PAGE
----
The Labour MP who led opposition to controversial new terror laws has challenged critics of maverick Conservative MP David Davis to “put their money where their mouth is” and stand against him.
David Winnick (Lab Walsall North) said supporters of legislation allowing police to hold terror suspects up to 42 days without trial should defend their position before voters.
He urged them to stand in the by-election prompted by Mr Davis’ resignation as an MP.
But Mr Winnick also predicted Mr Davis would win the ballot.
The Black Country MP was one of the most vocal critics of the 42-days measures which prompted a rebellion by 36 Labour backbenchers in the Commons last week.
Gordon Brown was saved from defeat only when nine Democratic Unionist Party MPs backed the Government, amid allegations they had been “bought off” with promises of concessions.
Mr Davis stunned Westminster by announcing he was stepping down in protest – giving up his post as Shadow Home Secretary and prompting a by-election in his Haltemprice and Howden constituency.
The decision was said to have left Tory leader David Cameron furious, but Mr Davis has won the support of Labour MPs including Bob Marshall Andrews (Medway) and Ian Gibson (Lab Norwich North), who will campaign for his re-election.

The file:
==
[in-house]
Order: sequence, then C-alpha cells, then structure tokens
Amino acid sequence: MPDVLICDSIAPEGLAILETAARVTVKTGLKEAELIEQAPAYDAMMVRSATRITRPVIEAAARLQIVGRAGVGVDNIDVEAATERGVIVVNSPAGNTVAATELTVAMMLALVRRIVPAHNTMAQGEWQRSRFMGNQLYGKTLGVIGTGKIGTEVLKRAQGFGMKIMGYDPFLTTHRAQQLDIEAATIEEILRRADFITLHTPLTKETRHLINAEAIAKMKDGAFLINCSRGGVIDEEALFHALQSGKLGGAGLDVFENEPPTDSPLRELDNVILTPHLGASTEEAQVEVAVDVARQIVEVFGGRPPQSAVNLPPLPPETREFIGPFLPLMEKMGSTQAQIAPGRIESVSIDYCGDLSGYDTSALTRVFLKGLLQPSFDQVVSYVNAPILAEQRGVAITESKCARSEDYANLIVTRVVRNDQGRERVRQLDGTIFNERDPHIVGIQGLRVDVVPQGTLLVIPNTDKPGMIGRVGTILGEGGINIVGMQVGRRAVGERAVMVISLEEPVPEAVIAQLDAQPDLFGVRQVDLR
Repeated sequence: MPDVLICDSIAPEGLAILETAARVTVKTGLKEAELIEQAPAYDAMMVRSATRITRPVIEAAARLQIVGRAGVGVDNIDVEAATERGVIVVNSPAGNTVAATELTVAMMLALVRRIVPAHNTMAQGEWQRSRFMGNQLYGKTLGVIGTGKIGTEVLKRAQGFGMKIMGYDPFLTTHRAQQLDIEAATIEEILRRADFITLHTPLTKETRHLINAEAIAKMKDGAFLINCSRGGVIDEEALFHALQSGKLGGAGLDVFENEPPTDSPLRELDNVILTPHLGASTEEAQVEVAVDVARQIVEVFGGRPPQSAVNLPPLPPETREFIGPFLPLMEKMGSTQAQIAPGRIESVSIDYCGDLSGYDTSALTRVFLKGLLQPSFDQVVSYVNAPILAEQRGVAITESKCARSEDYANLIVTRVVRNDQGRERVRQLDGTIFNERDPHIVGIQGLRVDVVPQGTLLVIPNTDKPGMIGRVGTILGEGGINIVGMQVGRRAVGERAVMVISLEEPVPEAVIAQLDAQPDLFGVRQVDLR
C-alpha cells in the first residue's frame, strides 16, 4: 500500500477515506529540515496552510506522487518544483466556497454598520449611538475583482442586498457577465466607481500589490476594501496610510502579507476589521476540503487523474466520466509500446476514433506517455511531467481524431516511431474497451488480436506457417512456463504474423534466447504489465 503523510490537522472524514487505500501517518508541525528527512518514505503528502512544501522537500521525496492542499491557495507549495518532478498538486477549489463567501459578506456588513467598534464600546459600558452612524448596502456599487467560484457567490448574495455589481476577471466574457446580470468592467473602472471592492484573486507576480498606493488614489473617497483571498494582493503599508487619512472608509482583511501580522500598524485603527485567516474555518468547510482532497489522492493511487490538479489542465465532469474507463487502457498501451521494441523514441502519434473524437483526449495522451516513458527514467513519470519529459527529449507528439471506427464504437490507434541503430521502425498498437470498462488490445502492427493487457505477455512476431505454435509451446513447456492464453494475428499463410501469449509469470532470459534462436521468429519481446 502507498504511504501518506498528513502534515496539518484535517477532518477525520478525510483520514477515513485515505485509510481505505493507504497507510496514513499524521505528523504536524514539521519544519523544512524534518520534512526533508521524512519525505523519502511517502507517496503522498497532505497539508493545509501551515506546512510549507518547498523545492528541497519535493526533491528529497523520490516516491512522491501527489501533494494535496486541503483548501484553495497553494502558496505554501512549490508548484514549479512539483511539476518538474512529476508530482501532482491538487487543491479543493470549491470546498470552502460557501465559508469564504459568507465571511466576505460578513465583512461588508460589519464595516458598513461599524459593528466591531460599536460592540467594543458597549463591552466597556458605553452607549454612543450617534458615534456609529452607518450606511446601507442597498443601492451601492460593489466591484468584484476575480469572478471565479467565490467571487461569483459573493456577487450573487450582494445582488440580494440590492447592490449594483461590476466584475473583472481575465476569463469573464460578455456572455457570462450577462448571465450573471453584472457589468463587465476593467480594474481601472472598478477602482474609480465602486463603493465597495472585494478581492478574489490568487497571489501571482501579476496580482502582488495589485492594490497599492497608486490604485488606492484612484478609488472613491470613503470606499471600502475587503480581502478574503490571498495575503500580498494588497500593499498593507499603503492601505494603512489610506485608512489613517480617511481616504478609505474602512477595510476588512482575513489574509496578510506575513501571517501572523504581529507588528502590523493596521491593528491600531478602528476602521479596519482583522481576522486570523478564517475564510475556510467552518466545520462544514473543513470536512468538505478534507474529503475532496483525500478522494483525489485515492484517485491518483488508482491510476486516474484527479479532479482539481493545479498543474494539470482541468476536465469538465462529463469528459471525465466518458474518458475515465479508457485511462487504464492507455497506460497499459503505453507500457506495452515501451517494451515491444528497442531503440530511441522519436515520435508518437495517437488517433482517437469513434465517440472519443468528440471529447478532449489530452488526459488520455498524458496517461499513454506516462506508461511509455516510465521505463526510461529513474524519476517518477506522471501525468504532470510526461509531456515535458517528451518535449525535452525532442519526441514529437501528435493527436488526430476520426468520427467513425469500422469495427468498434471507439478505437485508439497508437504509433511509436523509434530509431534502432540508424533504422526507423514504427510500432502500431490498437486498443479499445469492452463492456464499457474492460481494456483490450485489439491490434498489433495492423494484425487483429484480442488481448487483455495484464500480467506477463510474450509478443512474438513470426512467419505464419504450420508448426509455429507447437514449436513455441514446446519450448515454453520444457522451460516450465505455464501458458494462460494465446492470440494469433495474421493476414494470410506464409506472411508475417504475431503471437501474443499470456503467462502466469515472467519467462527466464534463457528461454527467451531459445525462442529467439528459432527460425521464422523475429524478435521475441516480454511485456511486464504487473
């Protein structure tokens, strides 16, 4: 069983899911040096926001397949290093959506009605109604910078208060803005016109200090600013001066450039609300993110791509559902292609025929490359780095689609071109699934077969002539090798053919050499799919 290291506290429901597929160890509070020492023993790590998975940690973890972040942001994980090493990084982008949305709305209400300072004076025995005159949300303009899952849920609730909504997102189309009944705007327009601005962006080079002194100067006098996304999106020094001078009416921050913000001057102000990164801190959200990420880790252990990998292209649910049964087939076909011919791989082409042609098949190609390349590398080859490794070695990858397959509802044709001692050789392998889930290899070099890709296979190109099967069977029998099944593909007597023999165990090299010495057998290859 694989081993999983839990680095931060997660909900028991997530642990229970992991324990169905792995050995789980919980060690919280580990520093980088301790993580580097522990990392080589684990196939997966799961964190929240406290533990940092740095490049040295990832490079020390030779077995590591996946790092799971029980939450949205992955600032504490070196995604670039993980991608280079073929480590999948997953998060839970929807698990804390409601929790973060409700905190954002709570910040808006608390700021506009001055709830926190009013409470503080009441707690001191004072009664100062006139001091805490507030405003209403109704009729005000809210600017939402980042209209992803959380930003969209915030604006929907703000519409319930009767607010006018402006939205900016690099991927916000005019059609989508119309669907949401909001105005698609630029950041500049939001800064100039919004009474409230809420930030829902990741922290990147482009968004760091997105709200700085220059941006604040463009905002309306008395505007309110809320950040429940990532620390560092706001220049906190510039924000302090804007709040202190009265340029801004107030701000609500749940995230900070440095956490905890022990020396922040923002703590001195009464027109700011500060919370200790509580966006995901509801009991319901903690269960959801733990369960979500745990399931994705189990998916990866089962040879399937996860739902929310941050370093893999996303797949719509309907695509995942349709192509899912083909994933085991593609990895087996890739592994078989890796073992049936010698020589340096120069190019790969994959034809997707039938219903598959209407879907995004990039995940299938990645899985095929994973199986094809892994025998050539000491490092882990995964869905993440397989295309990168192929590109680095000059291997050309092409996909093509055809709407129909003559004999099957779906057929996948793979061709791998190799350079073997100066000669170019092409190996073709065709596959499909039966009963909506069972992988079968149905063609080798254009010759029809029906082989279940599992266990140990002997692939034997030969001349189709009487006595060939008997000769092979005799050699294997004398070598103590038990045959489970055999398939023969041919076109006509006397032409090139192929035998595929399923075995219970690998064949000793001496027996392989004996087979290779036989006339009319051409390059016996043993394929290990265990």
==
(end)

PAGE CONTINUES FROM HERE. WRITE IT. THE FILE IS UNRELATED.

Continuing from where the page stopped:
Mr Winnick said he would not campaign for Mr Davis but predicted an easy victory, saying: “Somehow I don’t think Mr Davis will be needing my help.”
He urged supporters of the 42-days proposal to stand for election, saying: “They should put their money where their mouth is, and defend the position.”
Former Sun editor Kelvin MacKenzie announced he was “90 per cent certain” to stand, but it emerged over the weekend executives at News International, the newspaper’s owner, were having second thoughts about bankrolling his campaign. Mr Winnick said: “Kelvin MacKenzie and others should step forward and defend the policy.”
He said Mr Davis had been prompted to act by concern the Conservative Party was planning to shift its position on 42 days detention.
“I think he is trying to stiffen Conservative opposition to the 42-days policy. What has emerged since he made his announcement is two members of the Shadow Cabinet don’t seem very enthusiastic about the position they have taken on 42 days.
“It may be David Cameron was preparing to give his Peers in the House of Lords a nod and a wink to allow it to go through, and the Conservative Party would not repeal it.”
Labour has said it will not decide whether to contest the ballot until Mr Davis formally stands down this week. But it is likely they will not field a candidate.
On Monday, Mr Davis denied his by-election bid was a push for leadership, stating “categorically” he would “never run for leader of the Tory party again”.
He insisted he had put his career on the line because he believed the erosion of liberties was an important issue to make a stand on.
Asked what was David Cameron’s reaction, the former Tory frontbencher said: “He didn’t want to do it. He said it was risky, but he recognised that the risk was primarily mine.”
He added: “It may well be the end of my career.”